700 Capital Ave, Frankfort, KY 40601
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8 Rebecca Ruth Candy Factory Bourbon Ball Boxes in Frankfort, Kentucky

If you like bourbon and chocolate, then the Rebecca Ruth Candy Factory in Frankfort, Kentucky, has a very special treat for your taste buds: Bourbon Balls. The word “delicious” does not do them justice. During a tour of their facility in a residential home, you will be amazed to see their equipment. The chocolate-making process has not changed much since it was started by two school teachers in 1919. Today, the family business is run by the grandson of founder Ruth Hanly Booe.

116 E 2nd St, Frankfort, KY 40601
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9 R J Corman Railway Locomotive Mural by Jennifer Zingg in Frankfort, Kentucky

In 2012, a quarter-mile railroad trestle on Broadway in Frankfort, Kentucky, was converted into a giant wall mural by 24 elementary students from Good Shepherd School and their teacher, Jennifer Zingg. This train image detail was included at the request of R.J. Corman Railroad. The company was one of the project’s sponsors. They also own the bridge. Other sponsors were Sherwin-Williams and the Frankfort Tourism Commission.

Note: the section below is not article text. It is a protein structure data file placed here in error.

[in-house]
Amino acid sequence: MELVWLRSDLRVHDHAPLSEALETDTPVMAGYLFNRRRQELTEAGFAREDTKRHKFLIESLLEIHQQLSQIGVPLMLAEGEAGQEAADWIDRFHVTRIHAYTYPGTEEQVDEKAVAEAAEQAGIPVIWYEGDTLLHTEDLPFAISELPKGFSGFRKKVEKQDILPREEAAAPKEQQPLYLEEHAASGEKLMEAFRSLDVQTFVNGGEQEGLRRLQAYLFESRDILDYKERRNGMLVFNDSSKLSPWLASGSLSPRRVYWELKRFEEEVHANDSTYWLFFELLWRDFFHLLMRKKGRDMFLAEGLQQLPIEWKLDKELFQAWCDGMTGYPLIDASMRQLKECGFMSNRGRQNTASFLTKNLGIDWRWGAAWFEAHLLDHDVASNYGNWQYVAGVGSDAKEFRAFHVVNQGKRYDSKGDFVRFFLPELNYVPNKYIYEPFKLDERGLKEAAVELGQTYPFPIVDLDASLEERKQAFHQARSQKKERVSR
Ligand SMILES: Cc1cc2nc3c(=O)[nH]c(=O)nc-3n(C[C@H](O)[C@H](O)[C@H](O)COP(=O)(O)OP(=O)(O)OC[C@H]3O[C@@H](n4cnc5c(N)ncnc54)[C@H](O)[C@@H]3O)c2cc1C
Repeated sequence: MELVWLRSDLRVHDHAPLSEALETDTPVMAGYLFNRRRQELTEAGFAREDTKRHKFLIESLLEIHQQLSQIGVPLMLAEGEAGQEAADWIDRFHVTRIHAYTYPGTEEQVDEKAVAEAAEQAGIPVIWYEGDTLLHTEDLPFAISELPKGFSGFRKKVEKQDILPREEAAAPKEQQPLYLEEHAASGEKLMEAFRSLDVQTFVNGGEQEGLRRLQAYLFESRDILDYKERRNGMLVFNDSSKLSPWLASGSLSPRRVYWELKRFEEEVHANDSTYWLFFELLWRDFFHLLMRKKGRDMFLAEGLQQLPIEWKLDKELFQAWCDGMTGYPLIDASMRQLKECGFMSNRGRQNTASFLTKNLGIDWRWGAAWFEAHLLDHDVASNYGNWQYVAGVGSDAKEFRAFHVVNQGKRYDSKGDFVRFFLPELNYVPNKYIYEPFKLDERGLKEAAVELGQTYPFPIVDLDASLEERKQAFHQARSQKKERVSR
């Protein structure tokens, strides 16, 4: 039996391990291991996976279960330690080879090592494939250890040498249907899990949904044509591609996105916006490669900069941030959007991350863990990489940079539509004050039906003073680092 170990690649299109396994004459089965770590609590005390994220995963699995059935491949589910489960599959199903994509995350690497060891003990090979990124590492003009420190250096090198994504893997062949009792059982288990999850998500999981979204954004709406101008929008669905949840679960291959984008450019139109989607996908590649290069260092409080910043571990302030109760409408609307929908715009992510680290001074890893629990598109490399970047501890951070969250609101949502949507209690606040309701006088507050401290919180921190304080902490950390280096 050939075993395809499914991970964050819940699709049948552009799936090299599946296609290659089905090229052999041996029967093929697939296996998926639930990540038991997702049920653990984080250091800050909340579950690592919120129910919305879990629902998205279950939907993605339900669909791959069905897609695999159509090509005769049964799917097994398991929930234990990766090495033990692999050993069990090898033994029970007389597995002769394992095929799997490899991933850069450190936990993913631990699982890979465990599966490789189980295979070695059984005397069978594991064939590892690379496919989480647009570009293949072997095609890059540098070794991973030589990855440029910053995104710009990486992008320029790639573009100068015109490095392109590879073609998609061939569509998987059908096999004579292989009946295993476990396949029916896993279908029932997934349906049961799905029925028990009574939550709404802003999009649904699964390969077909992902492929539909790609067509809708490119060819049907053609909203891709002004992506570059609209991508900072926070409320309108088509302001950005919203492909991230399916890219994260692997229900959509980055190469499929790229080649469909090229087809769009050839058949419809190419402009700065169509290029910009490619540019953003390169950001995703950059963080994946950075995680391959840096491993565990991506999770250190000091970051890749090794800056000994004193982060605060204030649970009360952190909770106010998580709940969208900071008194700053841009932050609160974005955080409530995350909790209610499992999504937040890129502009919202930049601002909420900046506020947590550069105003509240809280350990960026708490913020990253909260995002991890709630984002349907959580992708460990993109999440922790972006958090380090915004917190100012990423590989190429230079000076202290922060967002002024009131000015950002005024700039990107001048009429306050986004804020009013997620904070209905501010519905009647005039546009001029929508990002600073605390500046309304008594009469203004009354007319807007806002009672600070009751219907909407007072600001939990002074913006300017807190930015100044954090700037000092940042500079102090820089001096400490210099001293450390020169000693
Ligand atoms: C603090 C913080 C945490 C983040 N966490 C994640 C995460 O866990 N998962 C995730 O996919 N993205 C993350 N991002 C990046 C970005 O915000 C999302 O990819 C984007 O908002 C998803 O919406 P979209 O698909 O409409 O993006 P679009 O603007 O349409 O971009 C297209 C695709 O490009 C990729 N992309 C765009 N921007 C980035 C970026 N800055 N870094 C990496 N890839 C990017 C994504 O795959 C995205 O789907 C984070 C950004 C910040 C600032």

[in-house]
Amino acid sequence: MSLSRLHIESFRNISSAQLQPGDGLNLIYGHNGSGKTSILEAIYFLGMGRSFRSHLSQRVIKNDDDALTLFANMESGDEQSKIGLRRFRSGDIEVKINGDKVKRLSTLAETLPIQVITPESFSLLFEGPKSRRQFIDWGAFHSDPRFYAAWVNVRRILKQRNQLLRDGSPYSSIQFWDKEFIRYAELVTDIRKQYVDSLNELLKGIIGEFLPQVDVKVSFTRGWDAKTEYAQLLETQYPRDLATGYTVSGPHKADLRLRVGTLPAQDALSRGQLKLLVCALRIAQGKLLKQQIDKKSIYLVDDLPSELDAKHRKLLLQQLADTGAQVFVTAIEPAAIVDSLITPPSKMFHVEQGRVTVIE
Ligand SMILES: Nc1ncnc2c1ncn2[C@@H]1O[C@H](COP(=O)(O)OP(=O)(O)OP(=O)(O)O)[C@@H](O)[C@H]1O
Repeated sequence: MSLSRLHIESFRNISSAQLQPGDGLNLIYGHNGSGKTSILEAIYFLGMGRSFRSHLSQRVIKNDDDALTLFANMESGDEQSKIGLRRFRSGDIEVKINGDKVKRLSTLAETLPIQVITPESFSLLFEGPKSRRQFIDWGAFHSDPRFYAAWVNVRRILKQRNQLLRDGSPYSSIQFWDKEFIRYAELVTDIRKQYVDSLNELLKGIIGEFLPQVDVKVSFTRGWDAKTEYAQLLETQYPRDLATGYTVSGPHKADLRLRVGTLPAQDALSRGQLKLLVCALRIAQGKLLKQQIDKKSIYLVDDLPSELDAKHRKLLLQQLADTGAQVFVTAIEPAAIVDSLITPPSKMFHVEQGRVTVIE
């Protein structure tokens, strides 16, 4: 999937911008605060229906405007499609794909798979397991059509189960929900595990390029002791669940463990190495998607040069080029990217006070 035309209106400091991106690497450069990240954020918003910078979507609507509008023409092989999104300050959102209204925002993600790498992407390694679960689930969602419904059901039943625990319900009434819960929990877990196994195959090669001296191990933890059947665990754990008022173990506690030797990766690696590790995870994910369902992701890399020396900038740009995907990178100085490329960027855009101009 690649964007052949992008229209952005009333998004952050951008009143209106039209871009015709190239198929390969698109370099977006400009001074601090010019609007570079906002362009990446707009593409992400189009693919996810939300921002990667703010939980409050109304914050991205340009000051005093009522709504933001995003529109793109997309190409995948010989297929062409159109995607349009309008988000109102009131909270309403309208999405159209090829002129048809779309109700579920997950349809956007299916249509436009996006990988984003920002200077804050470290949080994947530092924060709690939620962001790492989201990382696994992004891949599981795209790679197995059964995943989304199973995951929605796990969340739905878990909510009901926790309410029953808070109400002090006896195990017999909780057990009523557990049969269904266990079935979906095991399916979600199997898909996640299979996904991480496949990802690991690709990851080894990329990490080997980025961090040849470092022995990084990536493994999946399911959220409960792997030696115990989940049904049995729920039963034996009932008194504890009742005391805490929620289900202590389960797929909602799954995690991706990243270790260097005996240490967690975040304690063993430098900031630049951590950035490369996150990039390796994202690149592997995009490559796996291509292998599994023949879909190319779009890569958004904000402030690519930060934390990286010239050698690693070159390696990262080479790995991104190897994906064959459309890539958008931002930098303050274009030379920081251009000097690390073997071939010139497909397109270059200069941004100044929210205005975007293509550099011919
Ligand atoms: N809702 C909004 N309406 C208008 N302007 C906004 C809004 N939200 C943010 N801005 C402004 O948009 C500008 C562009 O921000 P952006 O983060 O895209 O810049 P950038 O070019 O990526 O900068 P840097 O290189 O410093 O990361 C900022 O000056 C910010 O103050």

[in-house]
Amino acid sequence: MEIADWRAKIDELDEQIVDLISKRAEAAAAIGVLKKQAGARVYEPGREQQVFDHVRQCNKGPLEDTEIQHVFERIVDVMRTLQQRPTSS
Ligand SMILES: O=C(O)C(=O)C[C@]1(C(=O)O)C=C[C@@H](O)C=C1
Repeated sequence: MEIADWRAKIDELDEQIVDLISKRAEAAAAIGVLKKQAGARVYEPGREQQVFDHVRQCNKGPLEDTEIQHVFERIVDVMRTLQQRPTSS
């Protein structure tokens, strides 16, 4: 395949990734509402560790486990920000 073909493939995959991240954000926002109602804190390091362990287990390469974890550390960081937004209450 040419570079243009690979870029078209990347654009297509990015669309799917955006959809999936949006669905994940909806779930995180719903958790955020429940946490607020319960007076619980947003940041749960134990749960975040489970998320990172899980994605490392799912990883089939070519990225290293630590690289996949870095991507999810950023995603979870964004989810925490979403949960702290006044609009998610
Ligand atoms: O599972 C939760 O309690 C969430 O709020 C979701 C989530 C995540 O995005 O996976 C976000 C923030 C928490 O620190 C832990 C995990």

410 W Broadway St, Frankfort, KY 40601
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10 Woodford Reserve Distillery in Versailles, Kentucky

The oldest current bourbon distillery building in Kentucky began in 1780 at Versailles. The historic structure is now the home of Woodford Reserve. The distiller is owned by the Brown-Foreman Corporation. The tour of their whiskey-production process begins at this visitors’ center. They pride themselves on their small batch, premium bourbon using minimal automation. The result of this old-age, hand crafting is a spectacularly smooth, 90 plus proof sipping whiskey. One taste and you will understand why it has won so many awards.